What Caused Flooding in Europe?

What Caused Flooding in Europe?

European Flooding- An Era of Climate Change 

“The storm that wreaked havoc on parts of Europe, causing flooding and damage, is the most recent example of a catastrophic weather event.”

Houses, stores, and streets in lovely cities and villages along the ‘Ahr and other rivers’ have been ruthlessly wiped away by fast-moving floodwaters, according to images from Germany.

The flooding was triggered by a storm that slowed to a crawl across portions of Europe on Wednesday, dumping up to six inches of rain on the region around Cologne and Bonn before finally passing on Friday. Flooding also befell in Belgium, the Netherlands, and Switzerland, but the biggest effects were seen in Germany, where the official death toll reached 125 on Friday and was expected to rise.

The storm was a terrifying example of extreme weather, with some areas receiving a month’s worth of rain in a single day. Extreme weather events are becoming more communal as a consequence of climate change.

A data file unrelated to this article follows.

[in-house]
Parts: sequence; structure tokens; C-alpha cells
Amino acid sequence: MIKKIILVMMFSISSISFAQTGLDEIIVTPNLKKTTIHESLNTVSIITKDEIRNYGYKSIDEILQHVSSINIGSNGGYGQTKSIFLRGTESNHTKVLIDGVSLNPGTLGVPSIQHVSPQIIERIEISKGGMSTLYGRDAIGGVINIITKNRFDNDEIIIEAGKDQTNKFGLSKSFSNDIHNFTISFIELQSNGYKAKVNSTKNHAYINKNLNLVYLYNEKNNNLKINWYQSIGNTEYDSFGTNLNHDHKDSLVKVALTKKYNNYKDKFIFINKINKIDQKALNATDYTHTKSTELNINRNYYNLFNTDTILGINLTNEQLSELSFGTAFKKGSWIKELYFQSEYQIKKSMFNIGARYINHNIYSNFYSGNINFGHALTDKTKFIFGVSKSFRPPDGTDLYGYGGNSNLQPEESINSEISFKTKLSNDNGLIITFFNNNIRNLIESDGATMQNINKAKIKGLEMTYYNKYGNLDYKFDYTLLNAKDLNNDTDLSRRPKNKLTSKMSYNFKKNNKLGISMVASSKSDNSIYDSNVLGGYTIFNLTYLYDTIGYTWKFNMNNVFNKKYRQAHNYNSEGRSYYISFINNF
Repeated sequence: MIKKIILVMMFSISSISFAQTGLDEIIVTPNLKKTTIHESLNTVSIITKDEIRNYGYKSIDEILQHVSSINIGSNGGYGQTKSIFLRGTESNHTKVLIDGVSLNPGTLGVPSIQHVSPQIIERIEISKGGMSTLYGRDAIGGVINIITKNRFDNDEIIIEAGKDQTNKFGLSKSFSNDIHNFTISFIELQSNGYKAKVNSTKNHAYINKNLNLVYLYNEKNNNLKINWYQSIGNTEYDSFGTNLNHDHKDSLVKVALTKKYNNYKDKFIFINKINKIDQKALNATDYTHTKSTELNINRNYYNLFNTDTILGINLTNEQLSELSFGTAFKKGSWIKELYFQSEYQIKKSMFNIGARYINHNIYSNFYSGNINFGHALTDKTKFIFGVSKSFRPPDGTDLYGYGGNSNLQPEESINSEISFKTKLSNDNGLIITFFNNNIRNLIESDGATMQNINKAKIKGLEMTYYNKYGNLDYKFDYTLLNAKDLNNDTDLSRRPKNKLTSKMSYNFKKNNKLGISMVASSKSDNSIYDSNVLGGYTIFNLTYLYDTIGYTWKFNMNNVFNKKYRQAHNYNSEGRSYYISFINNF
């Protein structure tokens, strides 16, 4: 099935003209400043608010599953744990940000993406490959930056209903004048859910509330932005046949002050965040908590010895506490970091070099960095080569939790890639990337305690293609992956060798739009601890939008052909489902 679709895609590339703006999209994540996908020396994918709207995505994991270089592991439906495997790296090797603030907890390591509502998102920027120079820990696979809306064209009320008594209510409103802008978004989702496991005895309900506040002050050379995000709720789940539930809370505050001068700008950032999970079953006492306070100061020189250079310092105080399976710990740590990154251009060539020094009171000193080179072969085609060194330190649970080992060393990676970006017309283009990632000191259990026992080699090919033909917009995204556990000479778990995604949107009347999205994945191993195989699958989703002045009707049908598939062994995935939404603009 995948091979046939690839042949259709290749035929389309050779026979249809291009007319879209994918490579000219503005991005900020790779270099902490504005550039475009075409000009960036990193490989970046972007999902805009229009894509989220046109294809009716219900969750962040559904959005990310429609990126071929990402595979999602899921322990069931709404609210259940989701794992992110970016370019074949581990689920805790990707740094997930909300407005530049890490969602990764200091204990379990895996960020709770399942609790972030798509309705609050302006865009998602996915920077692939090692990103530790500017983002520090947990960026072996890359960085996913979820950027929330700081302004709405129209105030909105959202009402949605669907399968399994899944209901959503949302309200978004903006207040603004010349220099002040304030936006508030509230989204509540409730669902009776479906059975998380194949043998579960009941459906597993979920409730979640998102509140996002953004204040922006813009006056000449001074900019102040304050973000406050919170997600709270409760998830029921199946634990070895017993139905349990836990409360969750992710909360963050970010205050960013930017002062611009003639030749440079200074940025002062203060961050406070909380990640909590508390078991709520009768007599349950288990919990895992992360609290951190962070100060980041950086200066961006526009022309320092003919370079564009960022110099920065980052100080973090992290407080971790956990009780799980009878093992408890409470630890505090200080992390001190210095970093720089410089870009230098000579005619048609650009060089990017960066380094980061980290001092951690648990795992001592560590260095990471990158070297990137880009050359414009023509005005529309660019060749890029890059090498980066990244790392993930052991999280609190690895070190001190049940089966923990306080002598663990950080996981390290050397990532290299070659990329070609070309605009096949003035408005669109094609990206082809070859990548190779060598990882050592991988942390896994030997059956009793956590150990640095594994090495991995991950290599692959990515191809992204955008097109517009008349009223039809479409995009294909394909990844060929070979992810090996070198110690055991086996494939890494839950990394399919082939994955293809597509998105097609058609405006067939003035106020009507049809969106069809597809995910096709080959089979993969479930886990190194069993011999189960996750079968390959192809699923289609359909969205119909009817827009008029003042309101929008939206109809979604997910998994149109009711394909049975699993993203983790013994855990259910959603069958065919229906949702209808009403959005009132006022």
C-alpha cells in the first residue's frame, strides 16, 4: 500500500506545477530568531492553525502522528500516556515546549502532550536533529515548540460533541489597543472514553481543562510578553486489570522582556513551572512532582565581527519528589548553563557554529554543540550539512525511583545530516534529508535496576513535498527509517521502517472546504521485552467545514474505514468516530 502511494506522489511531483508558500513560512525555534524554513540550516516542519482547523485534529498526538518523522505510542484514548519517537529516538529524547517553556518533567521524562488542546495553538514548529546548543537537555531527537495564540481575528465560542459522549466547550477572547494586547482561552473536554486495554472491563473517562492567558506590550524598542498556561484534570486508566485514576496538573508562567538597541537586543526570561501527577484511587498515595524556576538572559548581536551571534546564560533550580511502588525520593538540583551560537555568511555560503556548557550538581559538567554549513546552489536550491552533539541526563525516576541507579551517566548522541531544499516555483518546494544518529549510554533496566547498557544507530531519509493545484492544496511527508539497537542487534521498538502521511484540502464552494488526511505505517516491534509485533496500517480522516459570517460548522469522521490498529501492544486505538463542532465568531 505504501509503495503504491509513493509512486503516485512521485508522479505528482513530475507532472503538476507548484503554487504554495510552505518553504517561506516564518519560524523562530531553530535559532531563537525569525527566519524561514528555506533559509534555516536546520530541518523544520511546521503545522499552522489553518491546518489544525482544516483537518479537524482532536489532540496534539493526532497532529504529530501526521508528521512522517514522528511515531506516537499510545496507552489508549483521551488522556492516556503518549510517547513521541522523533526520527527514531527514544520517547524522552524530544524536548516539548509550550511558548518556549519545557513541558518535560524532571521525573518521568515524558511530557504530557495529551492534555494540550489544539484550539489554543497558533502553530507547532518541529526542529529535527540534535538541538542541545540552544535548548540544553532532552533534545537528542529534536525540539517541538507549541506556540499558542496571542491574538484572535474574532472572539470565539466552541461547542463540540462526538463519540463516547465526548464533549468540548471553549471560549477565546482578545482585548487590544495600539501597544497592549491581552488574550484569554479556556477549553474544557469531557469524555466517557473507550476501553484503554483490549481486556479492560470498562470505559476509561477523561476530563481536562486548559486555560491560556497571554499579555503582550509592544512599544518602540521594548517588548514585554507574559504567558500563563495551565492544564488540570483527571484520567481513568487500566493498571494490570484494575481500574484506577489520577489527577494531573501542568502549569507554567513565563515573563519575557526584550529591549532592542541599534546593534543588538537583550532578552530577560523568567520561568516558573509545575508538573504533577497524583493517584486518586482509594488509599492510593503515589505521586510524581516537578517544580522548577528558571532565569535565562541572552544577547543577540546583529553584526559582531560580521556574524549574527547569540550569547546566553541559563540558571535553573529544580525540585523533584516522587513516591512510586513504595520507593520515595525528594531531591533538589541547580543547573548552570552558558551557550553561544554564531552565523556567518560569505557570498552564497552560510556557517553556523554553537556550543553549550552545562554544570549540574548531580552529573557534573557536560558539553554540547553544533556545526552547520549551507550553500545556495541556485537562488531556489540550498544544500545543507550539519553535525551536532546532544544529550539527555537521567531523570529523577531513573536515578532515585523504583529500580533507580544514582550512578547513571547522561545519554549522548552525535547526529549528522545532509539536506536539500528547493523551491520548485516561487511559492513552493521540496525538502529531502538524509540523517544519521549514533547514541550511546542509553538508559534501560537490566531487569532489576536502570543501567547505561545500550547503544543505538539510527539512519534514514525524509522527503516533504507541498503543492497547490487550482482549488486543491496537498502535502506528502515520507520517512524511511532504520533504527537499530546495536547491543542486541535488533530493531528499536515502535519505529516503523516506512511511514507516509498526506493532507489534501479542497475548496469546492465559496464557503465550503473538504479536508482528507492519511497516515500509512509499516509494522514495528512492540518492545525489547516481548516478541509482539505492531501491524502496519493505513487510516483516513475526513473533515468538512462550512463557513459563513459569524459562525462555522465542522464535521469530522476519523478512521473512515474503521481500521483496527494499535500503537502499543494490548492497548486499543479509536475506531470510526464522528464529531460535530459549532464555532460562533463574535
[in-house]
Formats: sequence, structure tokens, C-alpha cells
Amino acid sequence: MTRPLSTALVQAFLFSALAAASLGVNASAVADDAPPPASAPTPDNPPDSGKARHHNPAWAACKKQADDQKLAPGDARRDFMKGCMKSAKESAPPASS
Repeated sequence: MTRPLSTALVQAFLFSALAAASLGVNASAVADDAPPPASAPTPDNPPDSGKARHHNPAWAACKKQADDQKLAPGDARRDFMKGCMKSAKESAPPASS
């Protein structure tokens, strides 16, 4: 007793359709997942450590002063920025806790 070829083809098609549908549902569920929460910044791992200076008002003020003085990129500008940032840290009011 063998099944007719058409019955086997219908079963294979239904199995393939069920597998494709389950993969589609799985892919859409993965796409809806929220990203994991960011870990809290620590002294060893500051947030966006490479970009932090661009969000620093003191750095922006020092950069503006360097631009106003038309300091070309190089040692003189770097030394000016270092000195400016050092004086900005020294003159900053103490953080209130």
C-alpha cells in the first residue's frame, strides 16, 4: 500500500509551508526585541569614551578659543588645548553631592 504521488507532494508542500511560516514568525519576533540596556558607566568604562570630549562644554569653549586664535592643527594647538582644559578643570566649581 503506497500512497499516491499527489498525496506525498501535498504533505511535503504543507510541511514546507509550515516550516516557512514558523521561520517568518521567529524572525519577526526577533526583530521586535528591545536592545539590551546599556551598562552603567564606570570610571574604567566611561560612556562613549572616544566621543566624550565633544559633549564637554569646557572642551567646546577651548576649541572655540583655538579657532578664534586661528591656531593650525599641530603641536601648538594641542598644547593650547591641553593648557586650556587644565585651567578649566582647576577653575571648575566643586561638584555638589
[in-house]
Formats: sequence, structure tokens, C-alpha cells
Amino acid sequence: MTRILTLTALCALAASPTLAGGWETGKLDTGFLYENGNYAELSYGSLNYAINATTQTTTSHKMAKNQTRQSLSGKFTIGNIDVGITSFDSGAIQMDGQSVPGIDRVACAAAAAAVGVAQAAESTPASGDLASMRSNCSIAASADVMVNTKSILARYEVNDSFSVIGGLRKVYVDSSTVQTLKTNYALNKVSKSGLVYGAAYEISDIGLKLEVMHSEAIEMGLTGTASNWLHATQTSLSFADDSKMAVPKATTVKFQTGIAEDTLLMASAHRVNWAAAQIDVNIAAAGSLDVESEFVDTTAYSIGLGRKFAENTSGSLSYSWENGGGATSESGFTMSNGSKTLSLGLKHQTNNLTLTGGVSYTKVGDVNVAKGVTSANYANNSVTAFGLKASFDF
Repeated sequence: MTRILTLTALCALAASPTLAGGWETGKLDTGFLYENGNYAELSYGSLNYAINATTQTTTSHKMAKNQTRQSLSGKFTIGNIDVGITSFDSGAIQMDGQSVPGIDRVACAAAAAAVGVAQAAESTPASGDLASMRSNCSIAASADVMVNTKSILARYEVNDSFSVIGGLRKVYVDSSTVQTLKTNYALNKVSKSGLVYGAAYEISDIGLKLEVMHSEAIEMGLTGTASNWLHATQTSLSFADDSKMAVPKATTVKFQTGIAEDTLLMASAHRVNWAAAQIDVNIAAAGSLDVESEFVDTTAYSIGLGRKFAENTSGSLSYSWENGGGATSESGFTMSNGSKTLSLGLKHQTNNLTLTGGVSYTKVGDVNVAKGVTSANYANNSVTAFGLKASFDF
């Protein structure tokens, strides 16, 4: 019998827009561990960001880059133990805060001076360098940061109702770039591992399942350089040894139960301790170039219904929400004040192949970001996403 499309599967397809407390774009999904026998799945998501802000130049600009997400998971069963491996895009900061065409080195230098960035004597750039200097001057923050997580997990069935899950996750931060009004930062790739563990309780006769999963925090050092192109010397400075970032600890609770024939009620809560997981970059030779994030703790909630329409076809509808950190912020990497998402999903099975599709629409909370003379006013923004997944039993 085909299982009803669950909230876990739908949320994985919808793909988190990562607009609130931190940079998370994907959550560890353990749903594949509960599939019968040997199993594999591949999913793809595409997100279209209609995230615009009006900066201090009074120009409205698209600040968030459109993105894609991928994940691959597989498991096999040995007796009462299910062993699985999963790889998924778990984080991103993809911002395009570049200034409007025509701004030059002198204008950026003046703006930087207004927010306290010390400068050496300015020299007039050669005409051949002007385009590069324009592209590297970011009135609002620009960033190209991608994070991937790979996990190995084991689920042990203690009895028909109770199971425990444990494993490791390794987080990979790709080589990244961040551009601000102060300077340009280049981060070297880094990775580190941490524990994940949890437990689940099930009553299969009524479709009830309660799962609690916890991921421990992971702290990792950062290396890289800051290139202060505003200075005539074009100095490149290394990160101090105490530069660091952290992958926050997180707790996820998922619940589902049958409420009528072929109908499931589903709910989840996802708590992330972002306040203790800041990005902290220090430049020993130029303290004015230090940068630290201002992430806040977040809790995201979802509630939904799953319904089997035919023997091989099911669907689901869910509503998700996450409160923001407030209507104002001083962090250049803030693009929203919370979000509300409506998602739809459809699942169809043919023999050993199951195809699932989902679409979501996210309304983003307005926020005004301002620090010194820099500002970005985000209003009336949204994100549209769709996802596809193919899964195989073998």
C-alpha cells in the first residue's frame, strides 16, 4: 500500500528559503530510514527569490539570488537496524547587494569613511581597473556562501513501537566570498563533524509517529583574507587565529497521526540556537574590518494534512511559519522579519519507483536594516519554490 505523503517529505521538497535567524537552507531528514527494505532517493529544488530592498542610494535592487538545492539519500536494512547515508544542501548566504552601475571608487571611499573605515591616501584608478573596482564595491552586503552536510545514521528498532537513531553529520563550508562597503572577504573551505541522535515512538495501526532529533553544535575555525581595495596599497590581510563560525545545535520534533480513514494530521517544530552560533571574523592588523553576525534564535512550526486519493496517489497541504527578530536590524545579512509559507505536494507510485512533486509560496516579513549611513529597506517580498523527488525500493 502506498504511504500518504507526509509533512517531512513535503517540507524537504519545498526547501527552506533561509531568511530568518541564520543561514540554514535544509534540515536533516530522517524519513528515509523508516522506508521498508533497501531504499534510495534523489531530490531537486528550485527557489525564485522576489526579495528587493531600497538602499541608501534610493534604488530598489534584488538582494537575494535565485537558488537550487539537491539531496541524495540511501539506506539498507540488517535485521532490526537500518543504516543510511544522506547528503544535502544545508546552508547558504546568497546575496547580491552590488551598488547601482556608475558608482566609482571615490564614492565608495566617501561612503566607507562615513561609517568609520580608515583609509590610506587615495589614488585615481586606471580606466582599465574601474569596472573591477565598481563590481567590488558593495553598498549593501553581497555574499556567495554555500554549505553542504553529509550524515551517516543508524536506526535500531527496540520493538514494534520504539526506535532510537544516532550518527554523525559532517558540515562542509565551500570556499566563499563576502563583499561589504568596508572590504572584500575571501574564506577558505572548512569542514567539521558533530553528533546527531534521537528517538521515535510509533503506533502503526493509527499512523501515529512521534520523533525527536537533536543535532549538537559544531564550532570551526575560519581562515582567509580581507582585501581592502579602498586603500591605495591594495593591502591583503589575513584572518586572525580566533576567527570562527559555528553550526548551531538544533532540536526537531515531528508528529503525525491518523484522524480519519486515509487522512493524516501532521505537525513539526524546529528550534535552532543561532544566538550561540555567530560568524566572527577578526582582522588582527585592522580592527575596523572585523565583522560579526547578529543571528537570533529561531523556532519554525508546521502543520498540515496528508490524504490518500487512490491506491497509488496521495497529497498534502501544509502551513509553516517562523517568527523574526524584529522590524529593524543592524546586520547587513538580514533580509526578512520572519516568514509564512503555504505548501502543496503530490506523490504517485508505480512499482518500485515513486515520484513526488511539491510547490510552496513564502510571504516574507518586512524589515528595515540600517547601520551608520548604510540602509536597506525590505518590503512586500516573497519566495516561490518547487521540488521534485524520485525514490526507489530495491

What Caused Flooding
What Caused Flooding

How much did climate change influence this particular storm and What Caused Flooding? 

A thorough answer will have to wait for analyses, which are virtually certain to be conducted given the enormity of the calamity, to discover if climate change increased the likelihood of this storm, and if so, by how much?

But for many scientists the trend is clear.

“Yes, climate change is upsetting all major meteorological conditions these days,” said Donald J. Wuebbles, Professor of Atmospheric Sciences at the University of Illinois. Studies have already indicated that as the world warms, the frequency of heavy downpours will increase, according to the Intergovernmental Panel on Climate Change (IPCC), an UN-backed agency that reports on the science and implications of global warming. According to Geert Jan van Oldenborgh of the Royal Netherlands Meteorological Institute, “the observed rise is stronger than we expected” in studies of intense rain occurrences in the Netherlands.

Dr. van Oldenborgh is a member of the World Weather Attribution, a loose-knit network that promptly assesses specific extreme weather events for any climate-change implications. He said the committee was debating whether to research the German floods after just finishing a short review of the heatwave that hit the Pacific Northwest in late June.